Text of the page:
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His photo of a Yosemite engagement went viral. The only problem: He had no idea who they were.

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Matthew Dippel was starting to lose hope.

He’d planned to photograph a friend as they stood on scenic Taft Point on Oct. 6 during a road trip to Yosemite National Park. He found a perfect vantage point and waited for his companion to appear on the ledge at sunset.

Instead, the Michigan-based freelance photographer said, a couple emerged. The man got down on one knee. The sunlight trickled in from just out of frame. It was seemingly too perfect.

Dippel began shooting.

He rushed over to share the photos with the newly engaged pair, but Dippel was unable to find them. So he posted one of the photos to social media Oct. 17, where it was shared more than 20,000 times — prompting a nearly two-week search for the couple that finally concluded Saturday.

“It went super viral, which I was not expecting at all,” Dippel said in an interview Monday. “Then I found them, which I was super stoked on because I was kind of giving up hope.”

Charlie Vo, 34, and Melissa Ngo, 31, were together for two years before their now-viral engagement took place, Vo said. The Alhambra, Calif., couple first learned about the photograph Saturday while reading about it in a local news outlet, he said. Vo didn’t believe it pictured him and his fiancee at first.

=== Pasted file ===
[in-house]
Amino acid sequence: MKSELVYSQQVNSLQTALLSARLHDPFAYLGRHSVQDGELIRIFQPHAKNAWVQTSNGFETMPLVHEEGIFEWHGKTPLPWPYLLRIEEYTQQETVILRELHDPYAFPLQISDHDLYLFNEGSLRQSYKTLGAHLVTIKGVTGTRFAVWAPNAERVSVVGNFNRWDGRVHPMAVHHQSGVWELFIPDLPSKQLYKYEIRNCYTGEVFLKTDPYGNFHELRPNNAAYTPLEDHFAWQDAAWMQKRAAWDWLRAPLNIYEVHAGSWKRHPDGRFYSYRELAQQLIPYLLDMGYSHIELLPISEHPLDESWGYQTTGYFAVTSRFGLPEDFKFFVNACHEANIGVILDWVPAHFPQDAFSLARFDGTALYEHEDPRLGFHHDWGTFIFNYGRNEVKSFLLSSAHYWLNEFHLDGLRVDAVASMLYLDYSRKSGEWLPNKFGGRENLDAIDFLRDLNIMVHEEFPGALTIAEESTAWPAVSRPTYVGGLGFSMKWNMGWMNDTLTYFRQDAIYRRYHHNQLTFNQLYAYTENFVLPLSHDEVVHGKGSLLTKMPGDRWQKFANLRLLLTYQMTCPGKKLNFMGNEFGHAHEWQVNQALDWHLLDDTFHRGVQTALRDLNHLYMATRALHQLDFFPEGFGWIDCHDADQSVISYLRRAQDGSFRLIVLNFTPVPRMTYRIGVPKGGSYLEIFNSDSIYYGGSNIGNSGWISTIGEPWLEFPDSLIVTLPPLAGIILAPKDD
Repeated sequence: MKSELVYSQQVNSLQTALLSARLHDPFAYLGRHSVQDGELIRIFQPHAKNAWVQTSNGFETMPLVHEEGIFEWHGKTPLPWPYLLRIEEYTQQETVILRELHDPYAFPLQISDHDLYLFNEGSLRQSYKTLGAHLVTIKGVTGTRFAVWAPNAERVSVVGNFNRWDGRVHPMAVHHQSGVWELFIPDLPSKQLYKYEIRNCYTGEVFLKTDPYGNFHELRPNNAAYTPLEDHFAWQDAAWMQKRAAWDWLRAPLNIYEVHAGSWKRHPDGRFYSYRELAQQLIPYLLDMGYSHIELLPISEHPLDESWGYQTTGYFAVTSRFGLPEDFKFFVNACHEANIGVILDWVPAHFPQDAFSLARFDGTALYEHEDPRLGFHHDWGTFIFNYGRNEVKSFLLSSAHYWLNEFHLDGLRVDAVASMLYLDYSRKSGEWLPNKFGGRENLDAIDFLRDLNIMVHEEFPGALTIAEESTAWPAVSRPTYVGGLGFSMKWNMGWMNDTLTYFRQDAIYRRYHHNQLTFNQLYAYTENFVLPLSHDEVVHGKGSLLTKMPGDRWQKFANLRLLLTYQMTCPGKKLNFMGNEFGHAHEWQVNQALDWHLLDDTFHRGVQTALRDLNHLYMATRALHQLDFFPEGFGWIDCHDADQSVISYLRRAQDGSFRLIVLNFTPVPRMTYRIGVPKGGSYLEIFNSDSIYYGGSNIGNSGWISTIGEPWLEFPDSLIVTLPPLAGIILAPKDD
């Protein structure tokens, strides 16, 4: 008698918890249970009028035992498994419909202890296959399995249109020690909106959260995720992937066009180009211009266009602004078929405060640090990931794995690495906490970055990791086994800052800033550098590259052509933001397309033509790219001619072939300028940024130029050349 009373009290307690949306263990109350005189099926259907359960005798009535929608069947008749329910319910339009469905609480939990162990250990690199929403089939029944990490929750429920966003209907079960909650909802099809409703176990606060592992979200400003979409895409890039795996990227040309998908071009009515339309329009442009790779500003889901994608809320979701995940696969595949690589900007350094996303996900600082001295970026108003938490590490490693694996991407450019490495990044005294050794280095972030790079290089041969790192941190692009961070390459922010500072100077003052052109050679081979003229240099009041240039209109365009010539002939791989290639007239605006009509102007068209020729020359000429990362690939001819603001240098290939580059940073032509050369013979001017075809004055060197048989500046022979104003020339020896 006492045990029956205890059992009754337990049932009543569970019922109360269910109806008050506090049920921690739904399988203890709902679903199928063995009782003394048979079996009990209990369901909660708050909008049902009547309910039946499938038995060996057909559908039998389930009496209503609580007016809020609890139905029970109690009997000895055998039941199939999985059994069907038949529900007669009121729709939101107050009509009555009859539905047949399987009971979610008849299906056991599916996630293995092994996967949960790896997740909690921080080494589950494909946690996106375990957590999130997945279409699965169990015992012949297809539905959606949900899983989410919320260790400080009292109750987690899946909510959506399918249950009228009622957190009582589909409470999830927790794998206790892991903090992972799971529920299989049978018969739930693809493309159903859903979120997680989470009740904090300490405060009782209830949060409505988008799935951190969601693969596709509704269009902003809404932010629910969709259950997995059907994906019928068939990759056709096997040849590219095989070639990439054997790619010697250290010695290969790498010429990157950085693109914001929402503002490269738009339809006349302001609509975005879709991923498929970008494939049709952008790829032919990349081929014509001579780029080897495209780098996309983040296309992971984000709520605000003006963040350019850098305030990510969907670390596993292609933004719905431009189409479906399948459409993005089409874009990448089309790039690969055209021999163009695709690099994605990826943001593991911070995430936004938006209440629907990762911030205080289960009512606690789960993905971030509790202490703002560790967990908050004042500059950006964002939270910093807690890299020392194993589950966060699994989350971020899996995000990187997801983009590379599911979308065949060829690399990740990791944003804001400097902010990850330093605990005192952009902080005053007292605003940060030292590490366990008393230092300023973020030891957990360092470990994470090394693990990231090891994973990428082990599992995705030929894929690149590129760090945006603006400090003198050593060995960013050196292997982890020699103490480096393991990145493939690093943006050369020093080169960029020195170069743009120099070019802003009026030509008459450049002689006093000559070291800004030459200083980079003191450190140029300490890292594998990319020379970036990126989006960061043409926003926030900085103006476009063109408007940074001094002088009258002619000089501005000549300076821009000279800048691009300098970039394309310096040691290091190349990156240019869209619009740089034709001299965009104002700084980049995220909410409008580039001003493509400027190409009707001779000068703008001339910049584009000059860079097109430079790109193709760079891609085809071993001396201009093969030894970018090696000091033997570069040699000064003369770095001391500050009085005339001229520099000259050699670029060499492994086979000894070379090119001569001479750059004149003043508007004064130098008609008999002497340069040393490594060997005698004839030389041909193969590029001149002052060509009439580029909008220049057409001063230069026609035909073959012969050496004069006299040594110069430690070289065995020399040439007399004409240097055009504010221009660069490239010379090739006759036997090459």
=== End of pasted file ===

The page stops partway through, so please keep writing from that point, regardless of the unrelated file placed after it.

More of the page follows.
“We were both shocked,” Vo said in an interview Monday. “We had no idea this happened until now — it’s been going on for a couple weeks, apparently.”

Dippel, who said he specializes in concert photography, said hundreds of people reached out to him with names of couples who could be in the photo. But because Taft Point is such a common proposal spot, there were many false alarms.

“After a week and two days, I figured, maybe this couple just doesn’t use social media,” he said. Dippel added that it was a “big relief” to correctly identify Vo and Ngo using time stamps of photos they took themselves that day.

Dippel said he doesn’t shoot weddings or engagements but admitted that the shot of Vo and Ngo is the best photo he’s taken in his two-year career.

“That’s probably the most raw and pure thing I’ve ever captured,” Dippel said. “As far as the beauty and pure scale of Yosemite, I would say yes, that’s the best.”

He said camera- and photography-based companies such as Flickr, SmugMug and Canon have reached out to him in recent weeks to congratulate him on the shot.

“I genuinely wanted them to have the image in the first place, I didn’t expect to get all this attention,” Dippel said. “I’m just so glad they can have that image.”

Vo said the Taft Point proposal was actually the second time the couple had gotten engaged. The first engagement, which took place in February, was to reassure Ngo’s grandmother that the two would be getting married.

Ngo’s grandmother “would joke around and say, ‘You better get married before I’m not around any longer,' ” Vo said.

This time, Vo said, he wanted to be certain that his soon-to-be wife had an “epic” engagement photo to go along with the proposal and decided on Yosemite.

Although the couple had a friend take iPhone photos that day at Taft Point, Vo said the photo Dippel captured from afar makes the moment all the more special.

“Thank you again, Matt, for taking such an awesome photo for us,” Vo said.

The couple is expecting to receive a free HD print of the picture as well. Their wedding is set for April 20.

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